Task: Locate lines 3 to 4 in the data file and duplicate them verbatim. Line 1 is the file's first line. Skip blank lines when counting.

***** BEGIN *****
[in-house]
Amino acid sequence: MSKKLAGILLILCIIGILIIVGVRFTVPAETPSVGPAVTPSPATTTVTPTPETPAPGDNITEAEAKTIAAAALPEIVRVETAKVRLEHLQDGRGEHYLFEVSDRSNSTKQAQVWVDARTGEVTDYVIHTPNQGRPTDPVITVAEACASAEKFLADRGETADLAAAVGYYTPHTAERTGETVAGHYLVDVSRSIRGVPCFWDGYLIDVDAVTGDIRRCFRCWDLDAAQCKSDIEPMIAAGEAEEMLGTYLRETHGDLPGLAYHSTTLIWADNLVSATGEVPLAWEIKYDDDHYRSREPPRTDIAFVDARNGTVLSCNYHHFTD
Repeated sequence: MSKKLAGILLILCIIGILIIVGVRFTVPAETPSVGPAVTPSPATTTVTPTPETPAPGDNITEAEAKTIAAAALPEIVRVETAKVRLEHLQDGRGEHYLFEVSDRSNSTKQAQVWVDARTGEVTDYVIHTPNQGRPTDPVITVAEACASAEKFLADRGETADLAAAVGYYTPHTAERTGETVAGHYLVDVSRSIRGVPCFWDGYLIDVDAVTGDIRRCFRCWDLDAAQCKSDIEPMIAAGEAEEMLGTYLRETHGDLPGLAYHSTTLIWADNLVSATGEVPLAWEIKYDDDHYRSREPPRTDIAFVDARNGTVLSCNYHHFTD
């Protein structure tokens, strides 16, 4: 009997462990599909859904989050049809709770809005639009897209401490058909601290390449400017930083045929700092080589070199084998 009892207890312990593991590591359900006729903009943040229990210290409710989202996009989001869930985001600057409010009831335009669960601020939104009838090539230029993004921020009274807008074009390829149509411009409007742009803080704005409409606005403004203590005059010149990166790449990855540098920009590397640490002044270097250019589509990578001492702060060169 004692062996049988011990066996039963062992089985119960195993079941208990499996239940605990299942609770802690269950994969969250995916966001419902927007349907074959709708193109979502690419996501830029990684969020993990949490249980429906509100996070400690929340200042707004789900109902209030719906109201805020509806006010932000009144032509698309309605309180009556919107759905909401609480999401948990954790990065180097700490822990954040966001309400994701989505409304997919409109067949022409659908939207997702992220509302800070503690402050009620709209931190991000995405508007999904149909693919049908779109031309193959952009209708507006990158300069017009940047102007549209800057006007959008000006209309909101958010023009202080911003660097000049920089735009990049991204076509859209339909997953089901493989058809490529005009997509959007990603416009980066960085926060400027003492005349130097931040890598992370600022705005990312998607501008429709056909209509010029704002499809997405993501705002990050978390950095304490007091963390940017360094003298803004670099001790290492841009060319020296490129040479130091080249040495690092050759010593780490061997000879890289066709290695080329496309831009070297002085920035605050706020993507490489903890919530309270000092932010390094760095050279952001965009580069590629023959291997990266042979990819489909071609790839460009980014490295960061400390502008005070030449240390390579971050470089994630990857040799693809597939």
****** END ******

Repeated sequence: MSKKLAGILLILCIIGILIIVGVRFTVPAETPSVGPAVTPSPATTTVTPTPETPAPGDNITEAEAKTIAAAALPEIVRVETAKVRLEHLQDGRGEHYLFEVSDRSNSTKQAQVWVDARTGEVTDYVIHTPNQGRPTDPVITVAEACASAEKFLADRGETADLAAAVGYYTPHTAERTGETVAGHYLVDVSRSIRGVPCFWDGYLIDVDAVTGDIRRCFRCWDLDAAQCKSDIEPMIAAGEAEEMLGTYLRETHGDLPGLAYHSTTLIWADNLVSATGEVPLAWEIKYDDDHYRSREPPRTDIAFVDARNGTVLSCNYHHFTD
């Protein structure tokens, strides 16, 4: 009997462990599909859904989050049809709770809005639009897209401490058909601290390449400017930083045929700092080589070199084998 009892207890312990593991590591359900006729903009943040229990210290409710989202996009989001869930985001600057409010009831335009669960601020939104009838090539230029993004921020009274807008074009390829149509411009409007742009803080704005409409606005403004203590005059010149990166790449990855540098920009590397640490002044270097250019589509990578001492702060060169 004692062996049988011990066996039963062992089985119960195993079941208990499996239940605990299942609770802690269950994969969250995916966001419902927007349907074959709708193109979502690419996501830029990684969020993990949490249980429906509100996070400690929340200042707004789900109902209030719906109201805020509806006010932000009144032509698309309605309180009556919107759905909401609480999401948990954790990065180097700490822990954040966001309400994701989505409304997919409109067949022409659908939207997702992220509302800070503690402050009620709209931190991000995405508007999904149909693919049908779109031309193959952009209708507006990158300069017009940047102007549209800057006007959008000006209309909101958010023009202080911003660097000049920089735009990049991204076509859209339909997953089901493989058809490529005009997509959007990603416009980066960085926060400027003492005349130097931040890598992370600022705005990312998607501008429709056909209509010029704002499809997405993501705002990050978390950095304490007091963390940017360094003298803004670099001790290492841009060319020296490129040479130091080249040495690092050759010593780490061997000879890289066709290695080329496309831009070297002085920035605050706020993507490489903890919530309270000092932010390094760095050279952001965009580069590629023959291997990266042979990819489909071609790839460009980014490295960061400390502008005070030449240390390579971050470089994630990857040799693809597939």